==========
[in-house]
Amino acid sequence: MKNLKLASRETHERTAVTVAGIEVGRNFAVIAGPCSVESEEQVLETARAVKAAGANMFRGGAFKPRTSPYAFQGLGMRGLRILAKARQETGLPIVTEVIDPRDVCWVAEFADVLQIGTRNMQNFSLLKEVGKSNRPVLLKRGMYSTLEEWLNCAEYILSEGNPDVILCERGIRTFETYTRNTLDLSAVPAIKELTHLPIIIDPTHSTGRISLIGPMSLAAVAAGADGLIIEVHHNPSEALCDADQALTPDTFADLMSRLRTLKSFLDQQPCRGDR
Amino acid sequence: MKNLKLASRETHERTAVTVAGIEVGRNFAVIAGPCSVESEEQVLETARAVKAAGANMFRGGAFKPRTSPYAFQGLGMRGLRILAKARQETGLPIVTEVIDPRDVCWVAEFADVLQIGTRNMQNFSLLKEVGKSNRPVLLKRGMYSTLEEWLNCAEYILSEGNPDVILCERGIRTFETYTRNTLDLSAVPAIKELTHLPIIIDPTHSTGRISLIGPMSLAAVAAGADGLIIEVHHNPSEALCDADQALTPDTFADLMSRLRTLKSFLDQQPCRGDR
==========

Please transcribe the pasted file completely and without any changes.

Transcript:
[in-house]
Amino acid sequence: MKNLKLASRETHERTAVTVAGIEVGRNFAVIAGPCSVESEEQVLETARAVKAAGANMFRGGAFKPRTSPYAFQGLGMRGLRILAKARQETGLPIVTEVIDPRDVCWVAEFADVLQIGTRNMQNFSLLKEVGKSNRPVLLKRGMYSTLEEWLNCAEYILSEGNPDVILCERGIRTFETYTRNTLDLSAVPAIKELTHLPIIIDPTHSTGRISLIGPMSLAAVAAGADGLIIEVHHNPSEALCDADQALTPDTFADLMSRLRTLKSFLDQQPCRGDR
Amino acid sequence: MKNLKLASRETHERTAVTVAGIEVGRNFAVIAGPCSVESEEQVLETARAVKAAGANMFRGGAFKPRTSPYAFQGLGMRGLRILAKARQETGLPIVTEVIDPRDVCWVAEFADVLQIGTRNMQNFSLLKEVGKSNRPVLLKRGMYSTLEEWLNCAEYILSEGNPDVILCERGIRTFETYTRNTLDLSAVPAIKELTHLPIIIDPTHSTGRISLIGPMSLAAVAAGADGLIIEVHHNPSEALCDADQALTPDTFADLMSRLRTLKSFLDQQPCRGDR